Flu and Pneumonia Vaccines
Unless your health care provider informs you otherwise, every COPD patient should get an annual flu vaccine as soon as they become available during the year. Prevention is an essential aspect of how to treat COPD and should be part of your COPD therapy. An annual flu vaccine reduces the risk of serious illness and death in COPD by as much as 50%. Pneumonia vaccines lower the risk of pneumococcal (a type of bacteria) pneumonia and are recommended for COPD patients aged 65 years and older and younger COPD patients who have significant coexisting illnesses such as heart disease and diabetes.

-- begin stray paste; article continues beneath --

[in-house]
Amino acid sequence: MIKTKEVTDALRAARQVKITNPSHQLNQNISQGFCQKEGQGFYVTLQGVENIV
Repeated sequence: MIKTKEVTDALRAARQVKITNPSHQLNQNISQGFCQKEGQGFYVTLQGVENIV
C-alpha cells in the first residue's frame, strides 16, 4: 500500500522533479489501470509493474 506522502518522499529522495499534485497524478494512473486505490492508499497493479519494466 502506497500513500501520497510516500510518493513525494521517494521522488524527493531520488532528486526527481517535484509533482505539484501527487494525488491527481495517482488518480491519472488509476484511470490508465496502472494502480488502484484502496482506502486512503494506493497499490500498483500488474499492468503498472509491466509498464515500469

A formal pulmonary rehabilitation program typically includes an exercise program and a disease management consultation, as well as nutritional and psychological counseling. Your health care professionals—doctors, nurses, physical therapists, respiratory specialists and nutritionists—will work together to develop COPD treatment options and a COPD therapy program designed especially for you. Benefits of pulmonary rehabilitation include improved survival, improved ability to exercise, reduced breathlessness, improved quality of life, reduced hospitalization time and hospitalizations per year, decreased anxiety and depression and improved arm function.